April 24, 2020
Every day Andrew Cuomo, the Governor of New York, is a fixture on cable television providing detailed updates on the impact of COVID-19 on his state and more particularly New York City. His updates are chock-full of scientific data, insightful opinions and personal reflections.
The pandemic he talks about every day has had an enormous impact on every man, woman and child in this country and around the world. The pain and sorrow for those personally touched by the virus is beyond comprehension.
Americans are agonizingly coming to terms with the breadth of the destruction caused by this health emergency. The impact on workers and businesses is dire. As social distancing regulations have tightened, people are being forced to choose between the risk of bringing the virus into their homes or going without food, medication or other basic necessities.
The virus has revealed a stark divide in this country. Sure, we know about the ideological divide - “Keep America Great” versus “Never Trump;” right versus left; conservative versus progressive - but the split is even more profound.
There is a class divide in the country - the have and have nots. The divide is not new, but the pandemic has brought it into clear focus. More than 35 years ago another New York Governor named Cuomo gave a speech at the Democratic National Convention in San Francisco. Governor Mario Cuomo said, in reference to President Ronald Reagan’s remark that the United States is a “Shining City on a Hill,” - “Mr. President you ought to know that this nation is more about a ‘Tale of Two Cities’ that it is just a ‘Shining City on a Hill.’”
People wait for hours at food banks across the country to get food for their families. Men and women living from paycheck to paycheck had jobs only weeks ago and when the money stopped, so did the food. A woman wearing a protective mask holding her children’s hands told a reporter on the nightly news, “I’m a waitress, I don’t have food for my kids.”
Many parents who lost their jobs as a result of the pandemic have, in turn, lost their medical insurance. So now the medicine they, or their children, need is unaffordable.
Schools are closed to protect our children, but many of those parents who must work are forced to leave their children without supervision. They can’t afford childcare, even if they could find it. They can’t ask for help from elderly or infirm friends or relatives because of their increased vulnerability to the virus.
Today, poverty puts people at a higher risk of exposure to COVID 19 - whether it’s working in a service industry with inadequate protection; ongoing health problems because of a lifetime without adequate medical care; a lack of medical insurance; or being in jail - poverty is a factor.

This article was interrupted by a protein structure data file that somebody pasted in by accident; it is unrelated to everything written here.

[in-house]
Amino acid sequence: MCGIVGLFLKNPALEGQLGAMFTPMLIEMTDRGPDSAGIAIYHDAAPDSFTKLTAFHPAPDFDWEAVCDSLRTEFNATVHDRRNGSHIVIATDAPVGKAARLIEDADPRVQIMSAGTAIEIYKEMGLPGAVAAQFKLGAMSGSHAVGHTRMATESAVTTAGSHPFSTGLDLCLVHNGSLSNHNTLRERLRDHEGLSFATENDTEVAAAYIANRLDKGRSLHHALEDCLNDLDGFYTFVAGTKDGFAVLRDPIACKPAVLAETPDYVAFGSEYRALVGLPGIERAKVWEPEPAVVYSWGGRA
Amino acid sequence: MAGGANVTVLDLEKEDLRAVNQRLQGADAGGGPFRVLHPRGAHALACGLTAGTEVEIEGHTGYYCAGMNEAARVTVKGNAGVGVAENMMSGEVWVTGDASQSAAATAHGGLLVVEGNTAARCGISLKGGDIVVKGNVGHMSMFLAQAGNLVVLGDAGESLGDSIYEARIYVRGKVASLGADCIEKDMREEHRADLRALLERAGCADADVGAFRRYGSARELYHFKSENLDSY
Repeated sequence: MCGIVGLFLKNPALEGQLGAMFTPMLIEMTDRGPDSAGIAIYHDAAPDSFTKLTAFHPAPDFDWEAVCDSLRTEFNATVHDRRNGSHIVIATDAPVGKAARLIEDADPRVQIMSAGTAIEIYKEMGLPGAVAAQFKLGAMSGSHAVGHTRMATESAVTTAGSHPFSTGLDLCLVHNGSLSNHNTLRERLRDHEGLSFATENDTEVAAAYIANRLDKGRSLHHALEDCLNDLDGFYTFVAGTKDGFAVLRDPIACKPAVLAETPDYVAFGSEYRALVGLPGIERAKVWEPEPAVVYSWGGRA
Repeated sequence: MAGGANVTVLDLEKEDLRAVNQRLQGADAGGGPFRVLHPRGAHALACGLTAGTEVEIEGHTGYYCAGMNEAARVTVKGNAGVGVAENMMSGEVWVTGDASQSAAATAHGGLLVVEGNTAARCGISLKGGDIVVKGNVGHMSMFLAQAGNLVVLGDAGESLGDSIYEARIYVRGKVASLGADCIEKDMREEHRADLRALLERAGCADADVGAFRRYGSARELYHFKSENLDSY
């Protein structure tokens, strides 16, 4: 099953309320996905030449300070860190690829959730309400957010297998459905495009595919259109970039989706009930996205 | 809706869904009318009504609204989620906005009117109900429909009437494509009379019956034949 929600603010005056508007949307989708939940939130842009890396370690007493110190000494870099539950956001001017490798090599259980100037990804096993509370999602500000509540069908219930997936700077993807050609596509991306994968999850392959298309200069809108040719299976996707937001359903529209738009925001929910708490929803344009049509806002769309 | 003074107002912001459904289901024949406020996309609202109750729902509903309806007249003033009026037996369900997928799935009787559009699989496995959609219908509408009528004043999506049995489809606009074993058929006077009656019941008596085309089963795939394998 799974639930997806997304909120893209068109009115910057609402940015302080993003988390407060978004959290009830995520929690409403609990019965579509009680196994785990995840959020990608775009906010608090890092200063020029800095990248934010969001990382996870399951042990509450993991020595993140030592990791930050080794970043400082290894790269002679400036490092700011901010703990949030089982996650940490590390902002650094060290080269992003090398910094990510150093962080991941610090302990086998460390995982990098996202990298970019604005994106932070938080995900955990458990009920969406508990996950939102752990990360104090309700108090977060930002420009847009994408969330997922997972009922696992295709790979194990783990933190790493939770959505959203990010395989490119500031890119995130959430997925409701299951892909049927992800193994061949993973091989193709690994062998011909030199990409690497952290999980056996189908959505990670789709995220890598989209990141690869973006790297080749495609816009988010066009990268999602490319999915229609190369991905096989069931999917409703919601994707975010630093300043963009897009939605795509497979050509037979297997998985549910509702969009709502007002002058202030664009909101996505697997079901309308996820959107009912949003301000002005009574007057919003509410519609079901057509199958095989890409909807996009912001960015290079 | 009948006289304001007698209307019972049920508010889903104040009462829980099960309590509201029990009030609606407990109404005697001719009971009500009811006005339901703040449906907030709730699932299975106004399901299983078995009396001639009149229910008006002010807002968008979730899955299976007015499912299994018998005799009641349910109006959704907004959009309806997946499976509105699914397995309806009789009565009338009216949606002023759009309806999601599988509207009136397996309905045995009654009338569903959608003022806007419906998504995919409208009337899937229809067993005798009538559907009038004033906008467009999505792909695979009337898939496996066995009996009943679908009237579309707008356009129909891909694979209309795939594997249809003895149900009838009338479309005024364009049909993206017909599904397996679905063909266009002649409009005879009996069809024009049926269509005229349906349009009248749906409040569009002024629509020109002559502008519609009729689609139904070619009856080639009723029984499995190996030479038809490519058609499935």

Imagine being accused of a crime during a pandemic. One month ago, I wrote, “There are 3,163 local jails across the country. According to the Prison Policy Institute, within those walls are 612,000 inmates, of which 462,000 have not been convicted of a crime.”
If a defendant has money for bail, no matter the underlying charges or the level of risk, he or she is free while awaiting trial. If a person accused of a crime is without money he or she sits in jail until trial. But for poverty one person is locked up and the other is free.
The Marion Correctional Institution is the site of the largest coronavirus outbreak in Ohio. According to the Marion Star, at least 78%, or 1,950, inmates at Marion have tested positive for COVID-19. A total of 154 staff members have been infected, and a guard and inmate have died.
When it comes to the have and have nots, I’m reminded of something else Gov. Mario Cuomo said on that summer evening in San Francisco, “It’s the same shining city for those relative few who are lucky enough to live in its good neighborhoods. But for the people who are excluded - but for the people who are locked out - all they can do is stare from a distance at that city’s glimmering towers.”
When Gov. Cuomo delivered his keynote address, 36 years ago, he wasn’t thinking about America in the midst of a pandemic, but his words are befitting these troubling and frightening times.
Matthew T. Mangino is of counsel with Luxenberg, Garbett, Kelly & George P.C. His book “The Executioner’s Toll, 2010” was released by McFarland Publishing. You can reach him at www.mattmangino.com and follow him on Twitter at @MatthewTMangino.
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